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Minnesota’s Copper and Nickel Deposits are World Class

Minnesota has a long history of mining iron ore, which continues to this day. In fact, nearly 75 percent of the iron ore produced in the United States is mined in Minnesota. However, many people may not be aware of the fact that Minnesota has some of the largest undeveloped copper and nickel deposits in the world.

These massive deposits hold an estimated 4 billion tons of copper, nickel, and other precious minerals. These minerals are valued at more than $40 billion, according to Antofagasta PLC, a Chilean mining company that is seeking to develop these deposits. Developing these resources will create jobs in northern Minnesota and make the United States less dependent upon imports of copper and nickel.

Two of the most high-profile mines seeking regulatory approval, Twin Metals and PolyMet, will each have significant impacts on local employment if they are developed.

Twin Metals could eventually create 850 full-time jobs, and the economic ripple effect of the project could support another 1,700-1,900 jobs in the area. The PolyMet project would create 360 direct jobs, and support another 600 indirect jobs in other parts of the economy.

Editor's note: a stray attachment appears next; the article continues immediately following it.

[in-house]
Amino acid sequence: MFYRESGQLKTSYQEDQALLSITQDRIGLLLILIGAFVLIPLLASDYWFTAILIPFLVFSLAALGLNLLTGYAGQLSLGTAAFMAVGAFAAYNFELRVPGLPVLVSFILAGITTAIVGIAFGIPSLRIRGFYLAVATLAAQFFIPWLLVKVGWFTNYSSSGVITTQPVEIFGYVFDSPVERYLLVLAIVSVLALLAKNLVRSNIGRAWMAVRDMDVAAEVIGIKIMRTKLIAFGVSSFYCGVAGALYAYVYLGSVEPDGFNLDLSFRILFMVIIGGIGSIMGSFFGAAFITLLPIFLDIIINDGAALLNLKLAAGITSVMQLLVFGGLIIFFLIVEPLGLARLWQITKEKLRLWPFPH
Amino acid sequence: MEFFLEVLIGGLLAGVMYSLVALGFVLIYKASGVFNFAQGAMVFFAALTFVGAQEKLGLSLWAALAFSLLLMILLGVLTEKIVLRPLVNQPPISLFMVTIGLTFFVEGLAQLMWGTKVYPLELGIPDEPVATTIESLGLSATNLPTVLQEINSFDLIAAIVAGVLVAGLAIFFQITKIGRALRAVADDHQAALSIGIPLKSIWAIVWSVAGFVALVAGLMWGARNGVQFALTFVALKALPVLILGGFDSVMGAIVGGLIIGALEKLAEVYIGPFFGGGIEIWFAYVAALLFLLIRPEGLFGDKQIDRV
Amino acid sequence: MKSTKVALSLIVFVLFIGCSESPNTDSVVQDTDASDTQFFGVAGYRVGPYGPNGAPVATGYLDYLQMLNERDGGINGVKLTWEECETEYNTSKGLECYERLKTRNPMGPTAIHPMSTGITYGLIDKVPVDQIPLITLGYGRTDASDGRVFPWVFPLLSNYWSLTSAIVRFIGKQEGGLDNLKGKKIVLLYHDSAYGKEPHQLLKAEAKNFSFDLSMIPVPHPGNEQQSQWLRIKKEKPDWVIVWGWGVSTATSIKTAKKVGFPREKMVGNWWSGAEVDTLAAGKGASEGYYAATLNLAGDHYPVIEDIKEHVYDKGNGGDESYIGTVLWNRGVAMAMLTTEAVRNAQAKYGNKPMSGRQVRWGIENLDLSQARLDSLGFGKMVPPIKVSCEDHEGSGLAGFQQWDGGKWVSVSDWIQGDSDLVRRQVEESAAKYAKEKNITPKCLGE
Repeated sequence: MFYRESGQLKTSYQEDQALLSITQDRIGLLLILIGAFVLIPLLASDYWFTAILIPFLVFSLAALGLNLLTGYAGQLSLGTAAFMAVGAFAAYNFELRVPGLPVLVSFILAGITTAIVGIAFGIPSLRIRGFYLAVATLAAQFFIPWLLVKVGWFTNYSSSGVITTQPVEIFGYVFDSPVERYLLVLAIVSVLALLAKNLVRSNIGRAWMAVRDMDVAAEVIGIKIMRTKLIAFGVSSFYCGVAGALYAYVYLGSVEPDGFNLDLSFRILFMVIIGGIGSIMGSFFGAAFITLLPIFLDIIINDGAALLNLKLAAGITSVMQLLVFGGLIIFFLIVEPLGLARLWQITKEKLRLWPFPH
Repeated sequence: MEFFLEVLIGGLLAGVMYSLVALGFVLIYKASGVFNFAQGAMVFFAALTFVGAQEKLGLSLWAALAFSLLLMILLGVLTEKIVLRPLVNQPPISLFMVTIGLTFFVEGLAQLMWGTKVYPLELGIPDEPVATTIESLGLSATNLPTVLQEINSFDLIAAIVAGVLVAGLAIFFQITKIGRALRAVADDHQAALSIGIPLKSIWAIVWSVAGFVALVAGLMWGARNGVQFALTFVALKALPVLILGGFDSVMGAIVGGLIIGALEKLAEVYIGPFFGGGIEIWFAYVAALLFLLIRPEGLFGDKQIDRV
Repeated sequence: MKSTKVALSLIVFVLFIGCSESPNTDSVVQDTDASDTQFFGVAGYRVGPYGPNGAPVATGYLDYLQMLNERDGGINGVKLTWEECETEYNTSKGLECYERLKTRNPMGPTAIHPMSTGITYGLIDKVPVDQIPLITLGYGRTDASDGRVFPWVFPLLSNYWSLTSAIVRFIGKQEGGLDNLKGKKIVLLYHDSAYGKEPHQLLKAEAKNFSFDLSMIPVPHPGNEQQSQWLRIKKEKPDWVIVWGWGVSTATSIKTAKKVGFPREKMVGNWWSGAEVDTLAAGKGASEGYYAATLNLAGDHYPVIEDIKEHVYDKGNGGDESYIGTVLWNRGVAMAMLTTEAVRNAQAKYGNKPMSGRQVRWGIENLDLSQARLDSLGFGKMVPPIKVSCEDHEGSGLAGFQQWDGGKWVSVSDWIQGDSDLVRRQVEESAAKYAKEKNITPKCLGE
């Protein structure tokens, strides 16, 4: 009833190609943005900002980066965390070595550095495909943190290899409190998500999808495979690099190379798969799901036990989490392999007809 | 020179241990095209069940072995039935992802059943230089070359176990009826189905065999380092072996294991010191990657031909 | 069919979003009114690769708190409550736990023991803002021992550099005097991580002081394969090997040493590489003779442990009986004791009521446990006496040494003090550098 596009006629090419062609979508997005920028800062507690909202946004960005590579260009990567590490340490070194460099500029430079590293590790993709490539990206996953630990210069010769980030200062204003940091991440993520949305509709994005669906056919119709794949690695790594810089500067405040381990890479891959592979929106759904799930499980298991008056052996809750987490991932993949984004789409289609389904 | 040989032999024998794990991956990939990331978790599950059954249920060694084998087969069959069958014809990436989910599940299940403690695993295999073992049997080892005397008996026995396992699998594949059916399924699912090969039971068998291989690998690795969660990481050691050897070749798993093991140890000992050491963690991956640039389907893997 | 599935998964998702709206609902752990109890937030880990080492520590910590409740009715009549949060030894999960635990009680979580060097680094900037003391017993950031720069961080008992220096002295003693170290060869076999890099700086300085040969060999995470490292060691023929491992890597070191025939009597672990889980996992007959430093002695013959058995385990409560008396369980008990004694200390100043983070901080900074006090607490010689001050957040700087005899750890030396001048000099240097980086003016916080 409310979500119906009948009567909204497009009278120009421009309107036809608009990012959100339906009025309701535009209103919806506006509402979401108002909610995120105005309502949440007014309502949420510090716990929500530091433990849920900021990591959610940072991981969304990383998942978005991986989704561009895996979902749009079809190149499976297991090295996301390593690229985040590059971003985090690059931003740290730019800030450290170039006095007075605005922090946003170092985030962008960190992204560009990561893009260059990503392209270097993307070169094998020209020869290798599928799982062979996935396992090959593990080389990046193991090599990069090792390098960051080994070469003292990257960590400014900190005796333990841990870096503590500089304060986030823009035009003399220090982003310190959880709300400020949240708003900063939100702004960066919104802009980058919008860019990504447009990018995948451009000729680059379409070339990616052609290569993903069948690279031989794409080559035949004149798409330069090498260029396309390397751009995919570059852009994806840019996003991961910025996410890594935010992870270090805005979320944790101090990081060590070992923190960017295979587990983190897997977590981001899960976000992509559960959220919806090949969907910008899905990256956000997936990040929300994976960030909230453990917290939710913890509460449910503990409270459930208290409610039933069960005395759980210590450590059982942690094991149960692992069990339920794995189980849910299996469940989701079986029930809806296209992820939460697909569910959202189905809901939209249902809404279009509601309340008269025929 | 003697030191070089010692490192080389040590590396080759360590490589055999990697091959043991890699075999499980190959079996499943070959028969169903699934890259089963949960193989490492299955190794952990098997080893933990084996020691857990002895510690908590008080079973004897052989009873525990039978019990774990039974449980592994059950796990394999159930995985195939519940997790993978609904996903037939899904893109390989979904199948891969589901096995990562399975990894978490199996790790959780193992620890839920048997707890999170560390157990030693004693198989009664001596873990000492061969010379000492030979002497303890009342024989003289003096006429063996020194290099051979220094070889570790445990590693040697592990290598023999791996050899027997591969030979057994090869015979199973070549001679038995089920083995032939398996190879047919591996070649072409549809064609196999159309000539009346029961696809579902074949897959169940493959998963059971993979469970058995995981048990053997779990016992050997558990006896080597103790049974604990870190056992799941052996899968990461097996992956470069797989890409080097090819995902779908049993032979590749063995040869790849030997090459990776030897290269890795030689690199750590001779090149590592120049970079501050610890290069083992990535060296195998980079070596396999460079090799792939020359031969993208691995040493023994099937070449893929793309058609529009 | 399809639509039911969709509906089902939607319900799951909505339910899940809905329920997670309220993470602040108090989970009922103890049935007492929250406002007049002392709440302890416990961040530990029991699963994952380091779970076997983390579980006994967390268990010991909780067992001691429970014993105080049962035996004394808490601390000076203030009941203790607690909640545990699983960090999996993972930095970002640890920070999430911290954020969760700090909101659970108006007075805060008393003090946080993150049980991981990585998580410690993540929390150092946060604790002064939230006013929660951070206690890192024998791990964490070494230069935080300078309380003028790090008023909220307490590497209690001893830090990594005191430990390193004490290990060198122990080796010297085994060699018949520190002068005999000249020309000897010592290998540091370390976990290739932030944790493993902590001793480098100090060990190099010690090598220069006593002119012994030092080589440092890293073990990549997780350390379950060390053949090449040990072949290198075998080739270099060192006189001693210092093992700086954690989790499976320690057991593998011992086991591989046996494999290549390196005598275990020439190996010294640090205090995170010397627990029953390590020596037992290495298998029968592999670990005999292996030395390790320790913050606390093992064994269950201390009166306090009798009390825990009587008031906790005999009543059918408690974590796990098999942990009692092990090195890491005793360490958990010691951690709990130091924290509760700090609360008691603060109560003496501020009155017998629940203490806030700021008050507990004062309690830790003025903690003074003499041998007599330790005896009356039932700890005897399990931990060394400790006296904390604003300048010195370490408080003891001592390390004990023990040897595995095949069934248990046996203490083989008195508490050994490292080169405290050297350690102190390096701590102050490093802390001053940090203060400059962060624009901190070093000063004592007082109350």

Together, these two mines could create 1,210 high-paying jobs in the mining industry, and support another 2,300-2,500 jobs in the broader economy, if regulators don’t stand in the way, that is.

These two mines would not only have significant employment impacts, they would also make the United States less dependent upon foreign sources of copper and nickel.

The United States is the third-largest importer of copper in the world, and these imports accounted for approximately 33 percent of American copper consumption in 2017. Chile provided 46 percent of the imported copper, with Canada and Mexico providing 30 percent and 16 percent, respectively.

The United States will continue to rely upon copper and nickel for electrical uses, including power lines, building wiring, telecommunications wiring, and our electronic devices for decades to come. These metals can either be produced in the United States, where regulations protecting workers and the environment are strong, or imported from other countries that lack these protective standards.

Other states, including Arizona, New Mexico, Utah, Nevada, Montana, and Michigan all produce copper. When will Minnesota join them?

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